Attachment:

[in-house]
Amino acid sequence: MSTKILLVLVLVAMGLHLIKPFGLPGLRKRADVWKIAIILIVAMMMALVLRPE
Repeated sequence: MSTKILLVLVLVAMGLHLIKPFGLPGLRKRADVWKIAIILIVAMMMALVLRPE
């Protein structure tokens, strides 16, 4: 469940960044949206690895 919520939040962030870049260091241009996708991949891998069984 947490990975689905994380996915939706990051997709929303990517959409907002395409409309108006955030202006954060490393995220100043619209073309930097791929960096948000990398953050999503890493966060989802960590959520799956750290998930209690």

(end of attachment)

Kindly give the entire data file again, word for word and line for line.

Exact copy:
[in-house]
Amino acid sequence: MSTKILLVLVLVAMGLHLIKPFGLPGLRKRADVWKIAIILIVAMMMALVLRPE
Repeated sequence: MSTKILLVLVLVAMGLHLIKPFGLPGLRKRADVWKIAIILIVAMMMALVLRPE
């Protein structure tokens, strides 16, 4: 469940960044949206690895 919520939040962030870049260091241009996708991949891998069984 947490990975689905994380996915939706990051997709929303990517959409907002395409409309108006955030202006954060490393995220100043619209073309930097791929960096948000990398953050999503890493966060989802960590959520799956750290998930209690």